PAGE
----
Monday, 14 May 2012
In the case of Redden & Mains  FMCAfam 1338 (9 December 2010) this issue was addressed. From the earliest orders relating to the parenting of the children in the matter, there had been an important, but often overlooked, order in place preventing the children from being immunised. It was the father’s evidence that he only consented to the Injunction to immunisation so he could begin spending time with his daughter.
The father’s new wife was pregnant at the time of the hearing and therefore the issue of the immunisation of his daughter with his former partner had even greater significance, given the health risk of not immunising the first child would pose to his new-born.
Both parties relied on expert medical evidence. The father called a staff specialist (Doctor W) in paediatrics at a hospital who swore two Affidavits and was cross examined. The Mother called a Doctor (Doctor D) at a general medical centre with 27 years experience in clinical practice. Doctor D swore an Affidavit and gave oral evidence.
The mother also called Dr S who held a PHD but had no medical qualifications nor any immunology qualifications. Dr S was an “immunisation sceptic” and the Federal Magistrate believed her evidence to be entirely unhelpful as she was closed to any interpretation other than immunisation having negative consequences. Dr S made outlandish comments during the cross examination such as “Small Pox was not wiped out by vaccination” however could not produce medical journals evidencing same.
Dr S also engaged in conspiracy theories saying “The World Health Organisation is tainted in its recommendations for vaccination because of connections with drug company money”. Dr S refused to consider, nor produced, any material that was pro-immunisation.
The Federal Magistrate stated that the fact that the Mother called Dr S as part of her case gave rise to a significant concern, in that it indicated the propensity of the Mother to go to any length to support her view that immunisation is not in the child’s best interest.
The Federal Magistrate also said that the calling of Dr S detracted from the Mother’s Counsel’s submissions that the mother was a concerned parent who had had a bad reaction to immunisation in the past.
The Mother’s evidence with respect to whether she would agree to have her daughter immunised against the Human Papillomavirus injection was that she would discuss it with the child at 11 or 12 years of age, the risks of contracting a sexually transmitted disease and the pros and cons of being vaccinated and then leave it to the child. His Honour believed this to be an abrogation of the Mother’s parental responsibility as the child would not be at an age to have a proper appreciation of the risks, or the benefits. His Honour said that the mother was clearly unable to make that decision as she was vehemently anti-immunisation.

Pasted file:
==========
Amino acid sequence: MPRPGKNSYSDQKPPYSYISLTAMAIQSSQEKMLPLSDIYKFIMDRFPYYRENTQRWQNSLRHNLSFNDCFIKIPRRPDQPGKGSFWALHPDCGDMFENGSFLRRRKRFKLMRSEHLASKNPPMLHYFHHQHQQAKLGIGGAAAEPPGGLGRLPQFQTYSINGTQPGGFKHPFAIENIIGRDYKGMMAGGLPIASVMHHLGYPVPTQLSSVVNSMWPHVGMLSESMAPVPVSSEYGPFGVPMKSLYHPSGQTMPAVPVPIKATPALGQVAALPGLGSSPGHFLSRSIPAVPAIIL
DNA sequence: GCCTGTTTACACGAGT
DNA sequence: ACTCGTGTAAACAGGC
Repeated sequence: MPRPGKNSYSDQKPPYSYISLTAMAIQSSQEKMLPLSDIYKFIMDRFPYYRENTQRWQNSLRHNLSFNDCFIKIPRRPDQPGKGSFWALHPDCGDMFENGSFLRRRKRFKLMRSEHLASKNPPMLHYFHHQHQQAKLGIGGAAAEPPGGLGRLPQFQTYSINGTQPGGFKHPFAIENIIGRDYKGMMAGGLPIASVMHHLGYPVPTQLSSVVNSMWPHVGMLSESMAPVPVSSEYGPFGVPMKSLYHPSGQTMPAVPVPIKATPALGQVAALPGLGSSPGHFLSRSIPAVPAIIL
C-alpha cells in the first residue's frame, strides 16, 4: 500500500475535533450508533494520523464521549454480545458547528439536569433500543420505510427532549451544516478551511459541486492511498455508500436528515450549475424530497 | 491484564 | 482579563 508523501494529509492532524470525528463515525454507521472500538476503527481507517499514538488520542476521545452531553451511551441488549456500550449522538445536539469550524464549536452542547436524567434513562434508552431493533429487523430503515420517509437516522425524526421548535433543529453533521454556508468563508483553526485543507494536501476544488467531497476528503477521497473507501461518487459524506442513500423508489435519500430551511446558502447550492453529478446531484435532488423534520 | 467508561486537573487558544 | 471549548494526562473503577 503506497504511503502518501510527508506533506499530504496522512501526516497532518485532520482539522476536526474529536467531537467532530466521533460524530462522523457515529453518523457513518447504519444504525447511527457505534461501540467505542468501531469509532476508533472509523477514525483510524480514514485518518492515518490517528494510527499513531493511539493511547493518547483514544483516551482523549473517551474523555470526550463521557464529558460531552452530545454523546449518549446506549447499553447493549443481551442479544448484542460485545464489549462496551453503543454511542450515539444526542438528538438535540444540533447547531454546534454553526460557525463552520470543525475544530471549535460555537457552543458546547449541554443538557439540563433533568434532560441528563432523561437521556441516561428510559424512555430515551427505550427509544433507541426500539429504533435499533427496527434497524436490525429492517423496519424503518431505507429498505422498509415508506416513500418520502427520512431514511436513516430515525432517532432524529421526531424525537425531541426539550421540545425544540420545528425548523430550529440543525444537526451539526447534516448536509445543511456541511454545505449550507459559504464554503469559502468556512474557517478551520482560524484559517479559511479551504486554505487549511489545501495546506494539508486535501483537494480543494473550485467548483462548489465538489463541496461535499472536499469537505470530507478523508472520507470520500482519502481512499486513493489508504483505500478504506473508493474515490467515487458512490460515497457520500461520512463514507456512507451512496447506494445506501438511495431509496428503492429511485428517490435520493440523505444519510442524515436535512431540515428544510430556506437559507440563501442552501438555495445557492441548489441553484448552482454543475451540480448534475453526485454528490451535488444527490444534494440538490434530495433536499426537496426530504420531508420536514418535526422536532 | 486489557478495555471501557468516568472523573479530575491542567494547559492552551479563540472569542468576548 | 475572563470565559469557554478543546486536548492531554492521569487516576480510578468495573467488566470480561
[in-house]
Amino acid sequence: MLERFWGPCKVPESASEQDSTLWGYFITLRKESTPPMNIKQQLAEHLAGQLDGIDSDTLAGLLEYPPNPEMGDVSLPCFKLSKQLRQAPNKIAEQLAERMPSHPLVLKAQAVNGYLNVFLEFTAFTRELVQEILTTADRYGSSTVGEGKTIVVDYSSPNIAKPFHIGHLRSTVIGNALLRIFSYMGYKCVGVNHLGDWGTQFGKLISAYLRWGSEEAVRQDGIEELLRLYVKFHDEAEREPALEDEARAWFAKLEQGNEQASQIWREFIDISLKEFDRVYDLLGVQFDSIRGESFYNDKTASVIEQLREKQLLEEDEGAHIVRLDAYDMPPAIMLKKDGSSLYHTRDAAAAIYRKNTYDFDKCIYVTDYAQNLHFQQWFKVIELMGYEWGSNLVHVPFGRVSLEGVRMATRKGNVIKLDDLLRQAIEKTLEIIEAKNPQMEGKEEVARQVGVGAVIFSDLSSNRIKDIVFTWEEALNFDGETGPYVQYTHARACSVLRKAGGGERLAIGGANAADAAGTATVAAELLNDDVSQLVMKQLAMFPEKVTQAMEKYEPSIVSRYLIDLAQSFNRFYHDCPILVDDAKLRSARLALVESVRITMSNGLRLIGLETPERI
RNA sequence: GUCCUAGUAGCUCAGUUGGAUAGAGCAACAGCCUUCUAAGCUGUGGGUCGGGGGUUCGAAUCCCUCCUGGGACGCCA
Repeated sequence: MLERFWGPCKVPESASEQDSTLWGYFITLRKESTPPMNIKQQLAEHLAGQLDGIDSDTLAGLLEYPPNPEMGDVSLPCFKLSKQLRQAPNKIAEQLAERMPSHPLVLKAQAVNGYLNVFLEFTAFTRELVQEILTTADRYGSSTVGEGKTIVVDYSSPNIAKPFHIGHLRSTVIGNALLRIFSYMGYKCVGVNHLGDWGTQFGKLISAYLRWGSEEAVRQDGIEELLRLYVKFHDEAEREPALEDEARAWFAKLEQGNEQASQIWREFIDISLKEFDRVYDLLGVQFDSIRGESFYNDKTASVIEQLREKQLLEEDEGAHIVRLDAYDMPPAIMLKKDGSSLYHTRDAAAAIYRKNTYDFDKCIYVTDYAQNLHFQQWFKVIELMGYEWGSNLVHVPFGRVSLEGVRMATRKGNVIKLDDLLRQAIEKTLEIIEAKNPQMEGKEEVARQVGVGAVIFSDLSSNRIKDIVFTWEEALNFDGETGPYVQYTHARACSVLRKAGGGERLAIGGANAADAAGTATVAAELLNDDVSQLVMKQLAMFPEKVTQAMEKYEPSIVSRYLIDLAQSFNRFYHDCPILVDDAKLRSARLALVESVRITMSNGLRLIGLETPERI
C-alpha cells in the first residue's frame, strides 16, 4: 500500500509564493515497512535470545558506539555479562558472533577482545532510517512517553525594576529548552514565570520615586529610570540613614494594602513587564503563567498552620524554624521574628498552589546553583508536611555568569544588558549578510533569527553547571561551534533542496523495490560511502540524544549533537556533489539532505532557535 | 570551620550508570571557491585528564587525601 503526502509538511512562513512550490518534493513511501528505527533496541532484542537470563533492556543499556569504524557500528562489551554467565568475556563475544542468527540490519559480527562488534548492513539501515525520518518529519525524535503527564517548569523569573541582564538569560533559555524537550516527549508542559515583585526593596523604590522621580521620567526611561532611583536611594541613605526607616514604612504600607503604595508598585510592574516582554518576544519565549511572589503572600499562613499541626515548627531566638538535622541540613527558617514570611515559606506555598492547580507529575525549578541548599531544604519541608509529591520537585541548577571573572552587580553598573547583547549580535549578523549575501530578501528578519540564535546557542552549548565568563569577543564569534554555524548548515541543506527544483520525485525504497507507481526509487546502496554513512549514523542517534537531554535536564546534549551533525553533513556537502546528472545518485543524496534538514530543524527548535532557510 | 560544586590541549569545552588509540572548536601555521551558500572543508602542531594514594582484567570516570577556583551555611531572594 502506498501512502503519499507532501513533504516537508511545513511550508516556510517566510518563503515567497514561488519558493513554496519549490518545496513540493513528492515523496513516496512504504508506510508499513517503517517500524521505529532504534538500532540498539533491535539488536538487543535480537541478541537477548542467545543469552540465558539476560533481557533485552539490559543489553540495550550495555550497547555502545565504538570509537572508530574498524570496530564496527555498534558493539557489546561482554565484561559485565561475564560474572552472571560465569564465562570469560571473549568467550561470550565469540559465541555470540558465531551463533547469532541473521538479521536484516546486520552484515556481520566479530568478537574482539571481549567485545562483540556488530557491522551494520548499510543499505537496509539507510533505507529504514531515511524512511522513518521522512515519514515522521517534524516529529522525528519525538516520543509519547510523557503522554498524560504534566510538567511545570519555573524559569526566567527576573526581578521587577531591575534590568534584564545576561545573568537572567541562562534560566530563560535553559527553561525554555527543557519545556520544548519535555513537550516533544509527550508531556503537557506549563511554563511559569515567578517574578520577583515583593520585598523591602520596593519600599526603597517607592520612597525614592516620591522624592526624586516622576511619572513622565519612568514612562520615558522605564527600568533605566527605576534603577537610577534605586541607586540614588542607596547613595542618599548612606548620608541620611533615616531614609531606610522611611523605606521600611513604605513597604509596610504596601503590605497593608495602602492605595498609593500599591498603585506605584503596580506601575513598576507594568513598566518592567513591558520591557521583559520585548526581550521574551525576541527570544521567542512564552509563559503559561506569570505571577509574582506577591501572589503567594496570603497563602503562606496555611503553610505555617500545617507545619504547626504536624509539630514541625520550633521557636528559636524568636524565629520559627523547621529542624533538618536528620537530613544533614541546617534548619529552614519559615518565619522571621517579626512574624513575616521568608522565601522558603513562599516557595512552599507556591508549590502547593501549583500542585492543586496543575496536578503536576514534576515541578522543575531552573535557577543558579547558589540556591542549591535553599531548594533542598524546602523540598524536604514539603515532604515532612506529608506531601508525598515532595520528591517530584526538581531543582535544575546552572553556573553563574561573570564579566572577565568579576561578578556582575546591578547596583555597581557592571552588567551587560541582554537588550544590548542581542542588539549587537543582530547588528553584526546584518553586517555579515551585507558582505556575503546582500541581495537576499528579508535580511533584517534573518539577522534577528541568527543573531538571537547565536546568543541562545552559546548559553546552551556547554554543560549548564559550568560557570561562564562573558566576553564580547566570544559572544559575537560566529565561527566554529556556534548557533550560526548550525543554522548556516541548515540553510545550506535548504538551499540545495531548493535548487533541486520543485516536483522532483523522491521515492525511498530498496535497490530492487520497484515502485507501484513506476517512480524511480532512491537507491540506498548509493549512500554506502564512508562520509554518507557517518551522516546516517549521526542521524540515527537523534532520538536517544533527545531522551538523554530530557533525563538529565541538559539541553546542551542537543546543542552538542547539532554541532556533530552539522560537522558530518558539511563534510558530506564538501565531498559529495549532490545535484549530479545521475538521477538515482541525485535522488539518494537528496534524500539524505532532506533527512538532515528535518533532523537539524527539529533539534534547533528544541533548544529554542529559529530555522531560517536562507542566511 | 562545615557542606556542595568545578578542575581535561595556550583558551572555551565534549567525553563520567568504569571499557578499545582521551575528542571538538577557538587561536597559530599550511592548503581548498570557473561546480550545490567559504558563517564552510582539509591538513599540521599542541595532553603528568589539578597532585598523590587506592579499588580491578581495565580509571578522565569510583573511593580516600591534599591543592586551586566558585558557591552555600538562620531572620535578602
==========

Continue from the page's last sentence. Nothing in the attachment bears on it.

After extensive evidence provided by Dr W and Dr D His Honour balance the risk ratio of the child being immunised or not. He decided that it would be in the child’s best interests if “she was immunised for Measles, Mumps, Rubella, Diphtheria, Tetanus, Pertussis, Varicella and Human Papillomavirus”.
His Honour went on to say that “Given that there is little likelihood of Diphtheria, Tetanus, Pertussis contracting Meningococcal C, Hepatitis B or Polio, on the same risk benefit analysis, such vaccinations are unnecessary.
By being immunised for Measles, Mumps, Rubella, Diphtheria, Tetanus, Pertussis and Varicella, the child will not need to be withdrawn from school, or from visits with her father, her step-mother and any potential further child they might have.
There will also be an order made now for the child to receive the Human Papillomavirus immunisation at the appropriate age, so as to avoid the necessity for the parties to re-litigate, although it is unknown what the child’s sexual history will be, the benefit of avoiding the possibility of cervical cancer if she were to have multiple sexual partners far outweighs the risk to her of receiving the immunisation at the appropriate age.
It will be in the best interest of the child, and that is the paramount consideration, for the above immunisations to be given.”
That case, however was appealed by the Mother in the case Mains & Redden  FamCAFC 184 (9 September 2011).
The appeal was ultimately allowed, however the following important comments were made by the Full Court:
- That there was nothing to which this court had been referred establishes that that the learned Federal Magistrate’s finding was not reasonably open to him. This challenge is accordingly not made out.
- Such quantitative evidence as there was before his Honour suggested that the child suffering an adverse reaction to immunisation was extremely unlikely. If it was to succeed, it could only do so in reliance upon further evidence sought to be adduced pursuant to s93A of the Family Law Act 1975.
- As no finding of fact made by him has been disturbed, this court did not conclude that, had their operation been raised before him, the learned Federal Magistrate should have applied the Medical Procedure Application Rules.
- Applying s93A to the further evidence before this court has much to commend it. On a re-hearing of the proceedings, hopefully with the benefit of further testing, the results of which will better inform the expert opinion evidence of the doctors, the issue can be more effectively agitated, and determined.
If you require any assistance in relation to this area of the law please do not hesitate to contact Ms Ludeke of Wiltshire Lawyers.
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